TN MOVING STORIES: DC's Red Light Cameras Make Millions, British Rail Riders Confused, Honda Fit Gets 118 MPG -- But At What Cost?

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Top stories on TN:
Political Pressure Kills Labor Provision in Rail-to-Dulles Silver Line (link)
SF Bay Area Transportation Round-Up (link)
A Latina Journalist, a Former Clinton Official, and a Big Political Donor Join Port Authority Board (link)
New York State to Add Hundreds of EV Charging Stations (link)
Airport Authority Vote Clears Way for Dulles Rail Project to Move Forward (link)
The Enterprise, Boldly Going Up the Hudson (link)
NYC’s Livery Plan, And Billions in Budget Funding, Remain in Limbo (link)

The Honda Fit at the 2012 Rose Parade (image courtesy of Honda Fit's Facebook page)

US DOT head Ray LaHood told a Senate panel "we can't tell airlines what fees they can charge." (USA Today)

At 118 miles per gallon, the Honda Fit electric vehicle is the most fuel-efficient in the United States. But getting that mileage isn't cheap - and it isn't always good for the environment. (AP)

The Port Authority will pay former Homeland Security chief Michael Chertoff's consulting firm over $1.2 million to advise the agency on security. (AP via

The House passed a motion that instructs House conferees to the highway to accept language guaranteeing that each state receives more guaranteed highway money from the federal government. (The Hill)

New Balance will fund a new commuter rail stop at the site of the shoe company's proposed new headquarters outside of Boston. (Boston Globe)

Four in ten passengers on British trains are so confused by the ticket purchasing system that they overpay. (Telegraph)

In a move it says will reduce overtime costs, San Francisco's deficit-plagued Muni has quietly hired 88 part-time drivers to work full-time for the transit agency. (Bay Citizen)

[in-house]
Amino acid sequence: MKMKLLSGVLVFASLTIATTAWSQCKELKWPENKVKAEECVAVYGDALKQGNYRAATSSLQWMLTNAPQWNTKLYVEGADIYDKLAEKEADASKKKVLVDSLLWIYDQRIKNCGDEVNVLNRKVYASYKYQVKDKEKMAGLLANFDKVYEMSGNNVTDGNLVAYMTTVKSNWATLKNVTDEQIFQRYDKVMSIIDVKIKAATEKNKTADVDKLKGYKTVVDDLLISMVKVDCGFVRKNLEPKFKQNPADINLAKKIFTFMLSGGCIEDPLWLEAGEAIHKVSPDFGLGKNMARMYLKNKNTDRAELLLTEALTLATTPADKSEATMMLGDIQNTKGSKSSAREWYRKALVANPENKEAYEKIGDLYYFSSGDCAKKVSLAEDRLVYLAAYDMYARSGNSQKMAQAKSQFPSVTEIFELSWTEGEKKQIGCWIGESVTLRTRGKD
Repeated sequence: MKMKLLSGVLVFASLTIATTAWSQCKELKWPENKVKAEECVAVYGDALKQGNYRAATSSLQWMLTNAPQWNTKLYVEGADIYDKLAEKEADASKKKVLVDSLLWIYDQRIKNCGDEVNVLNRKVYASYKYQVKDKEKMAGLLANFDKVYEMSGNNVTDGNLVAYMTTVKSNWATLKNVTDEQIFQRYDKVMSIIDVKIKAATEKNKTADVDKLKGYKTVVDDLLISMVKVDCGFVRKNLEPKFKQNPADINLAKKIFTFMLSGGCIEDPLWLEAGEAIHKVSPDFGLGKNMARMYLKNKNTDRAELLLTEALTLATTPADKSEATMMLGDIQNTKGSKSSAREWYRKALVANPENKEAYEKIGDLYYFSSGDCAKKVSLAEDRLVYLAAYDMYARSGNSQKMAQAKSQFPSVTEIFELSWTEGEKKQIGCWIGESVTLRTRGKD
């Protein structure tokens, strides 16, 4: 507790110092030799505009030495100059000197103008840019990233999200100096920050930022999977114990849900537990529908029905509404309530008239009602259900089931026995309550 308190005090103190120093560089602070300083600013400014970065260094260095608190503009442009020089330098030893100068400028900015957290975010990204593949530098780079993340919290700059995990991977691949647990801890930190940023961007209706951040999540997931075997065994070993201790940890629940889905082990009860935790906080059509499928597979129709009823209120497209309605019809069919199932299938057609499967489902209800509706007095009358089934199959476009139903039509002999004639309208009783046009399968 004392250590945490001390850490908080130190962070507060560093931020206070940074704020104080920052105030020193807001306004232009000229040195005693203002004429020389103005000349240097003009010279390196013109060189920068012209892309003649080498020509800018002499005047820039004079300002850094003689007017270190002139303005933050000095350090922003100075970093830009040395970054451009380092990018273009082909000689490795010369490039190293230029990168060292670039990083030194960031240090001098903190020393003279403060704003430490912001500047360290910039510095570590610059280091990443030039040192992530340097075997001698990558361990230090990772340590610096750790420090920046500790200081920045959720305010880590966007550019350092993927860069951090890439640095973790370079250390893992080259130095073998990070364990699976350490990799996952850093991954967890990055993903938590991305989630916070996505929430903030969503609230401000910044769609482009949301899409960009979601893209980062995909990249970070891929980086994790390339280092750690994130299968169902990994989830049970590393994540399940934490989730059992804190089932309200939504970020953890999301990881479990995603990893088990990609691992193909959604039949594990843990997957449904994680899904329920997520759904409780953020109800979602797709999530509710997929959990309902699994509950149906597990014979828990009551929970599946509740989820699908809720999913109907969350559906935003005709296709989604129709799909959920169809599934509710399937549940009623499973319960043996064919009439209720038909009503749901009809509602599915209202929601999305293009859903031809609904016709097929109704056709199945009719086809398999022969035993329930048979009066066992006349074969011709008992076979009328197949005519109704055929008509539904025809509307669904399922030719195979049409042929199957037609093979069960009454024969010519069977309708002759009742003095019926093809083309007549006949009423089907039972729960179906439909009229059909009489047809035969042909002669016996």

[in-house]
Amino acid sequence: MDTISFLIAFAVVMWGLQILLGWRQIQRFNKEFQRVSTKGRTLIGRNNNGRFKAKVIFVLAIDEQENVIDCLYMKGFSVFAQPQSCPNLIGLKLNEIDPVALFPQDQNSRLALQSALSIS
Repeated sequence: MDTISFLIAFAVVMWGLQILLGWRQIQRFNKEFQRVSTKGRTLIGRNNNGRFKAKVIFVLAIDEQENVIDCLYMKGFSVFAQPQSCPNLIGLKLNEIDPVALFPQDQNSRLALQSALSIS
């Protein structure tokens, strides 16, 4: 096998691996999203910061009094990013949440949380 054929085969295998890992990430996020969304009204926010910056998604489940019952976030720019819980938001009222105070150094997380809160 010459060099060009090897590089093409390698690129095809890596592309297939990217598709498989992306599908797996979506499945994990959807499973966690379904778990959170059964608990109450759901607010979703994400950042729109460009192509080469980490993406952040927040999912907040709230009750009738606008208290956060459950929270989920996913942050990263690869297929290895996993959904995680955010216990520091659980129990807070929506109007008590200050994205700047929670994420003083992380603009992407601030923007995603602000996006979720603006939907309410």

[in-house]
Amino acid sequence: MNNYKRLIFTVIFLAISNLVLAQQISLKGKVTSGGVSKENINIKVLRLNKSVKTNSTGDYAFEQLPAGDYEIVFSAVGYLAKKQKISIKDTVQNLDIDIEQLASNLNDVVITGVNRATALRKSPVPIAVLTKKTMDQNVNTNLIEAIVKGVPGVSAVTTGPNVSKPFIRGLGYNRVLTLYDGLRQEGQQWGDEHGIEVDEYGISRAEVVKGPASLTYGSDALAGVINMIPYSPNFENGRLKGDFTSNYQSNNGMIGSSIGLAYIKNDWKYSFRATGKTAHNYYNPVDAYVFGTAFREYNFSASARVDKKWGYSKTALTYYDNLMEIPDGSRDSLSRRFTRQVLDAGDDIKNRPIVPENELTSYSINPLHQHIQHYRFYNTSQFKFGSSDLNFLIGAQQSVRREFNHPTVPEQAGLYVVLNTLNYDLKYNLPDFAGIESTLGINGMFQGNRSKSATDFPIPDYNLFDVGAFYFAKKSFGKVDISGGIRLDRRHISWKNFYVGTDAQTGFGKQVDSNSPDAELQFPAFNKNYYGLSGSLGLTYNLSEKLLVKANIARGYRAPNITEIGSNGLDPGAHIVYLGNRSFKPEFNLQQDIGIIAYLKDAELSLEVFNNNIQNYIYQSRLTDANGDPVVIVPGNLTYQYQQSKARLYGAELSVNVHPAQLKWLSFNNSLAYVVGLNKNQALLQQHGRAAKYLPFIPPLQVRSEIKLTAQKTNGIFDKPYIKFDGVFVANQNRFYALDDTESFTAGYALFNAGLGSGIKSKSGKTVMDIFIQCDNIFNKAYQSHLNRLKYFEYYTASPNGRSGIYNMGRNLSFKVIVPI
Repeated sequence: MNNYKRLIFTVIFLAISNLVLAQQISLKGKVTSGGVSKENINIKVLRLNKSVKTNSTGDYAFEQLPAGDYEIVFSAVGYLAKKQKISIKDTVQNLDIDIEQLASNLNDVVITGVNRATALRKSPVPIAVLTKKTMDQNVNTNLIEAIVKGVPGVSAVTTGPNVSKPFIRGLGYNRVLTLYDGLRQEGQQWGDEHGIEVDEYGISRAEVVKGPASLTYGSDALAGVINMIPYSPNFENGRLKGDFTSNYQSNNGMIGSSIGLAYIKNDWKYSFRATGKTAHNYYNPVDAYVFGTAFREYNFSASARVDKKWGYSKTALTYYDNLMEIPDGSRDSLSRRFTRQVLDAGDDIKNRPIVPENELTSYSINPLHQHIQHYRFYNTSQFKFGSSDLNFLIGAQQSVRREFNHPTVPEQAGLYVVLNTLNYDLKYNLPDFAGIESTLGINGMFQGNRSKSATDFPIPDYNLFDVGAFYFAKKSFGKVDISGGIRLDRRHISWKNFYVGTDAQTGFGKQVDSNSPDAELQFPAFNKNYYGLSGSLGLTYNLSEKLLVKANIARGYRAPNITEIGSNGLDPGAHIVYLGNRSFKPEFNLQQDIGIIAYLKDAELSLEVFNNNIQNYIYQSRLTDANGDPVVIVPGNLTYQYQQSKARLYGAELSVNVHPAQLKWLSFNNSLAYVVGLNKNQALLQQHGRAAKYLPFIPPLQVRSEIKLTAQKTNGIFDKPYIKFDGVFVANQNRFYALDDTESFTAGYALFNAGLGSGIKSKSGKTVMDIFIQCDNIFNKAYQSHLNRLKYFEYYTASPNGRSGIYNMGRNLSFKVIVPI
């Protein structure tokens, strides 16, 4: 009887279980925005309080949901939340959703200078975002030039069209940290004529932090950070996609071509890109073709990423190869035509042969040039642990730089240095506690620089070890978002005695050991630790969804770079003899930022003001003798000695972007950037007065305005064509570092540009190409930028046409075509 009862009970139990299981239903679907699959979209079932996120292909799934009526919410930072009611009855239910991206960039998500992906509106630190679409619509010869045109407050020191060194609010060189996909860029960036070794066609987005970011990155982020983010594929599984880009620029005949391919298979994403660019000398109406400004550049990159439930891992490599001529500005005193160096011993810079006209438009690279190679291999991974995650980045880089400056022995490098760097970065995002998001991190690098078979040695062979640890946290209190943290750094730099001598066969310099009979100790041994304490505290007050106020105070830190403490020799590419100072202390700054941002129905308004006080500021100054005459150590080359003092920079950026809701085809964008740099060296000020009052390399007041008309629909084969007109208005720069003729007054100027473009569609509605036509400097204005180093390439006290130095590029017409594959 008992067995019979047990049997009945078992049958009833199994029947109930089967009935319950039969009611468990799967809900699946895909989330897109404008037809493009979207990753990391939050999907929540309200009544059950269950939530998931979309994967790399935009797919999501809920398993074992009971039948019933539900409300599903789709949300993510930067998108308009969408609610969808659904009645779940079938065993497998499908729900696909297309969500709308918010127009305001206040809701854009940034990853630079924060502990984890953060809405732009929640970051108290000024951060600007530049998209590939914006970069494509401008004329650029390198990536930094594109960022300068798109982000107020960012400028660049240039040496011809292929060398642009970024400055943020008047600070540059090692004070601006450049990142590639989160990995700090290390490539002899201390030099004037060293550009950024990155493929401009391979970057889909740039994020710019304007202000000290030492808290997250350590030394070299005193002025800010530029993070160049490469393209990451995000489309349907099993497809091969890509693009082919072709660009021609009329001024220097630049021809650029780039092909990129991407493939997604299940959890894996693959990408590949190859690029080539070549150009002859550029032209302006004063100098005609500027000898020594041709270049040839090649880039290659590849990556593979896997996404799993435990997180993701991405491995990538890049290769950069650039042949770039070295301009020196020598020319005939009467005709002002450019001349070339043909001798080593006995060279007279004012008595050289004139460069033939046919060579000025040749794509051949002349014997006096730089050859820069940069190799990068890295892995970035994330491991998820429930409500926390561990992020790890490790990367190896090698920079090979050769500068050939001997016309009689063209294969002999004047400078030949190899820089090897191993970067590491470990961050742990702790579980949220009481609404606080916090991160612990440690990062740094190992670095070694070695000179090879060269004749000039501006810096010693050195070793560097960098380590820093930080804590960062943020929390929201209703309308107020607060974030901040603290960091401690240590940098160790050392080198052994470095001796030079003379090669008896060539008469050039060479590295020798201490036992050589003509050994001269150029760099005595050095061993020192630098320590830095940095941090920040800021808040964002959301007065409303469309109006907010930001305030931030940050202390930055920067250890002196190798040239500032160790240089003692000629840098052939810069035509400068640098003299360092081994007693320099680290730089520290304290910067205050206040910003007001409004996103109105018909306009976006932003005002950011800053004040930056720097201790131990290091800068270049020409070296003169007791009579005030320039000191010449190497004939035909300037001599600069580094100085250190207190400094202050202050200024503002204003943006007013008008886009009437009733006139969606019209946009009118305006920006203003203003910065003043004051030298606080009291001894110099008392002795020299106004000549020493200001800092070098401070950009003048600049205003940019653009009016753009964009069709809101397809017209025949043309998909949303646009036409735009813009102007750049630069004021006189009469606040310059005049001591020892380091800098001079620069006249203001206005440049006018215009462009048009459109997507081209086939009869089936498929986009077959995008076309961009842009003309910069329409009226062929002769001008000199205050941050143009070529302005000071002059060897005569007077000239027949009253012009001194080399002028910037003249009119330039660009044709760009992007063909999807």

The developers of the $4.9 billion Atlantic Yards project in Brooklyn have delayed construction on a new Long Island Rail Road storage yard -- but both the MTA and Forest City Ratner say the company will meet its 2016 deadline. (Wall Street Journal)

DC's red light cameras reaped a record $55.1 million in 2011, and the city is likely to generate even more fees this year. (Washington Post)

Drivers want voice recognition commands, built-in navigation systems and automated crash notification. What they don't want: to tweet and use Facebook through vehicle operating systems. (Detroit Free Press)

New York Daily News editorial: rising pension and health care costs will entirely consume the MTA's scheduled fare hike.

Already two years behind schedule, the Korean company contracted to build the Boston’s new commuter rail cars promised Wednesday to tell the T within a month when the cars will finally be delivered. (WBUR)

Amsterdam -- in desperate need of more bike parking spaces -- looks to rooftops. (Wired)

Improv Everywhere staged a "car alarm symphony" in a giant parking lot on Staten Island. (YouTube video).